There is a necessary (differantial) relation between this ‘future’ and law as we experience it in time. However, for as long as the concept of subjectivity remains firmly in place, this ‘future’ has almost no chance of coming. According to Derrida, the future in this radical sense stands a chance only through the affirmation of the absolute threat/promise, which translates into a deconstruction of the conceptuality that we take for granted in law. Without such an affirmation, coupled with a rethinking of conceptuality (including of the concepts of time and of the subject), there will only be the implementation of a calculable and foreseeable programme. The advantage of ‘coming to grips’ with Derrida’s thinking, through a close reading of his texts that relate to law, is that it enables the radical opening of law, not only towards what is possible, but towards the impossible.

Rethinking conceptuality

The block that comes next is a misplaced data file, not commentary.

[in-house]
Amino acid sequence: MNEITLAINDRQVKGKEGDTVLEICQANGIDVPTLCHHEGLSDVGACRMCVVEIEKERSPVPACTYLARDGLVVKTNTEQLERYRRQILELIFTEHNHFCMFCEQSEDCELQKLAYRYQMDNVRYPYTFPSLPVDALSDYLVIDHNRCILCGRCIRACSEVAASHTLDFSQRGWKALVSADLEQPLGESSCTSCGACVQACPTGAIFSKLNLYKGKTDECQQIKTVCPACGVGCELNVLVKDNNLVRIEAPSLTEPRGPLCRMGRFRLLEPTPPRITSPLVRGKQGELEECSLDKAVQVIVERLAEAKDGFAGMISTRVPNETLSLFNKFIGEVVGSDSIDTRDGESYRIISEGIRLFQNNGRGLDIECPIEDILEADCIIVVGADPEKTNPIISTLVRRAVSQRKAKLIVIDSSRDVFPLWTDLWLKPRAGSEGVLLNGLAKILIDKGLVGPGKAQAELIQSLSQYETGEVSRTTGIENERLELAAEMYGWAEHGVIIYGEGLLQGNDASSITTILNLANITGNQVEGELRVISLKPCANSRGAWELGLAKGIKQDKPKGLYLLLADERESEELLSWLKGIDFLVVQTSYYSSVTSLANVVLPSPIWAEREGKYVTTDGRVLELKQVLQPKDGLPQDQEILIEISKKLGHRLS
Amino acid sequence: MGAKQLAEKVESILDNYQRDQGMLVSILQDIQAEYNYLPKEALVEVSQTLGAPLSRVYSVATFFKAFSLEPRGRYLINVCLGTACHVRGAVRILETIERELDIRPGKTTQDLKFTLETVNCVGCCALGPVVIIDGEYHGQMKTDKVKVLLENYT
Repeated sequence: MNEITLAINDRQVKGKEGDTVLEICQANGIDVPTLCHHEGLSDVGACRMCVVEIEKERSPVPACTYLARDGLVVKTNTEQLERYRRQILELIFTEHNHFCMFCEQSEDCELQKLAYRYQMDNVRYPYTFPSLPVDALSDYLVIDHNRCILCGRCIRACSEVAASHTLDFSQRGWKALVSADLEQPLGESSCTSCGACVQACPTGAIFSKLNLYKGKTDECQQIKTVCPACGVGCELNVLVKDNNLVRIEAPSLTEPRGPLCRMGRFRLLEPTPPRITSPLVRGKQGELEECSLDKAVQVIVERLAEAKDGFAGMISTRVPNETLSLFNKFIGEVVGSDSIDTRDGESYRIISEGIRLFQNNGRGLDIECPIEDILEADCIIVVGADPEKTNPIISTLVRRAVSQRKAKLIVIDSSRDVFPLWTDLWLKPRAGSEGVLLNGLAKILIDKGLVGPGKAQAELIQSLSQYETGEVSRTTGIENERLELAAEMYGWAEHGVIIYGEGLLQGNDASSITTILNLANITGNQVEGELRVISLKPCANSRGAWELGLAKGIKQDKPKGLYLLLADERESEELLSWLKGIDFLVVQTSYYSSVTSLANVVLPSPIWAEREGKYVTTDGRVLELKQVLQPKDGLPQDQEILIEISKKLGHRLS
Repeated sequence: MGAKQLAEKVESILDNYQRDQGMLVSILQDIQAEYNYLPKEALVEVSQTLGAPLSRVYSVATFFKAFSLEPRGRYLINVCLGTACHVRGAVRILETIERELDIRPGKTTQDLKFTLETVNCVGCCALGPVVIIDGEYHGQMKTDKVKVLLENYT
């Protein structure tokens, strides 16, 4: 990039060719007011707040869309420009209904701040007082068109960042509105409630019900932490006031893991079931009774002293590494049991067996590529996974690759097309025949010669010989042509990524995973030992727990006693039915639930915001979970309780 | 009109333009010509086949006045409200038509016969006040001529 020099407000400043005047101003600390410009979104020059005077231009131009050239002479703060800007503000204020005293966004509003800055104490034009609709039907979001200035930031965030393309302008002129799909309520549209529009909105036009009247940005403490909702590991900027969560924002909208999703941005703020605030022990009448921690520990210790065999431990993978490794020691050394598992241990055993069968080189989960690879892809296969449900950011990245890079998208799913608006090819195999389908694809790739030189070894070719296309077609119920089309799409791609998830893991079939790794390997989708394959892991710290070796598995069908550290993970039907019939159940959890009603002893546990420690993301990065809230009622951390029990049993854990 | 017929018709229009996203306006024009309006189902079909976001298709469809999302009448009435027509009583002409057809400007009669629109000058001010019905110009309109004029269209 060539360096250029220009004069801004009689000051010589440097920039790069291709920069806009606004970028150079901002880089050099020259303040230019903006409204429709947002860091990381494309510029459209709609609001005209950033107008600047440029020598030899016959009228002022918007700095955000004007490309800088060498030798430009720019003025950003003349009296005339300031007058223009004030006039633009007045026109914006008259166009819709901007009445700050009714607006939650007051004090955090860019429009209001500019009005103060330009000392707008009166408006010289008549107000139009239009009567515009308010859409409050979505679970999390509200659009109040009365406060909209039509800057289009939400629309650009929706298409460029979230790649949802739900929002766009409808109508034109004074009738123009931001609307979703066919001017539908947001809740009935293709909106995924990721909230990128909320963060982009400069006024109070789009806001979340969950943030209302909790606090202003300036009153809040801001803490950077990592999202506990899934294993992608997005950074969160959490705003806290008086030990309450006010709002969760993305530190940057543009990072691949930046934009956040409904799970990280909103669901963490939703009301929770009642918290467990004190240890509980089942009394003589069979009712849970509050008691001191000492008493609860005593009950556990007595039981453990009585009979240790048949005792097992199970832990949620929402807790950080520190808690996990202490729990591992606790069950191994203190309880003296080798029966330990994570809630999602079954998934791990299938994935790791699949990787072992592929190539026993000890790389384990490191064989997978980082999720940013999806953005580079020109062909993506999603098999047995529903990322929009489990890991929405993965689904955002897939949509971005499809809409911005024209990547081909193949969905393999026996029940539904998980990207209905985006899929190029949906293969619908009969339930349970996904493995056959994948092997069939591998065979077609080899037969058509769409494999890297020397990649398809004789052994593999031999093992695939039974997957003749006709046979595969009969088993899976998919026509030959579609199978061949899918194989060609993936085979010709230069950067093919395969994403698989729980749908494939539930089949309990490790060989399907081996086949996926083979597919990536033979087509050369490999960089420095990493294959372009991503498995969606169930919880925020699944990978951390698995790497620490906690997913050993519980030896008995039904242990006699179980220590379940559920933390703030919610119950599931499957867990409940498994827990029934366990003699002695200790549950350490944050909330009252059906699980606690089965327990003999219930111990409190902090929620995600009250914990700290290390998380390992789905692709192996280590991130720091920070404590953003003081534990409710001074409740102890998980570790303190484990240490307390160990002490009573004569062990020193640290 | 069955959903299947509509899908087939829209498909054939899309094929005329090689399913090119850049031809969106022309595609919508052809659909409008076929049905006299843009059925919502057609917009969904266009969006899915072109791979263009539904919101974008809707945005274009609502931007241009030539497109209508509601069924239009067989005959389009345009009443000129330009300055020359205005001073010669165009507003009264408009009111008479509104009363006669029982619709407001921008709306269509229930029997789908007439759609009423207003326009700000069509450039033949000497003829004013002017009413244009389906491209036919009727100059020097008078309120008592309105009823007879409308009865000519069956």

We saw in the first seven chapters of Law as Absolute Hospitality, how Derrida seeks in a sense to ‘implode’ or ‘dissolve’ philosophical concepts, or perhaps rather to point to their self-implosion or dissolution.5 Conceptuality is etymologically related to seizing and grasping. To know, to understand or to comprehend is ‘to grasp’, from Latin comprehendere, ‘to take together, to unite; include; seize’; also ‘to comprehend, perceive’ (to seize or take in the mind), from com- ‘completely’ + prehendere ‘to catch hold of, seize’ (Online Etymology Dictionary). The German Begriff (concept), begreifen (to understand), greifen (to grasp, to seize) gives expression to the same idea (AR 362). Derrida’s rethinking of conceptuality which resists such (conscious) grasping is of course not done in order to return to some form of empiricism, pragmatism or realism (PTT 88). It is by way of the ‘new concepts’, which he in a sense invents, that we are required to and enabled to rethink the future. The focus in Chapters 1 to 7 was mainly on the concept of law/justice, but also touched on the concepts of sovereignty, the subject, the decision, responsibility, democracy, the gift and hospitality. In Chapter 2 we saw how Derrida’s thinking on subjectivity and the relation to language subverts the notion of the people as constituent power. In this way, the concept of sovereignty is shown to be inhabited by a certain auto-immunity. In Chapter 3, the origin of law is enquired into via Freud’s Totem and Taboo, Kafka’s Before the Law, and Lévi-Strauss’s reflections on totemism and incest. In all these readings we find a ‘desire’ for absolute pleasure which is suppressed in the constitution of an origin in the metaphysical sense. The concept of law is in other words inhabited by a ‘desire’ for its own destruction. In Chapter 4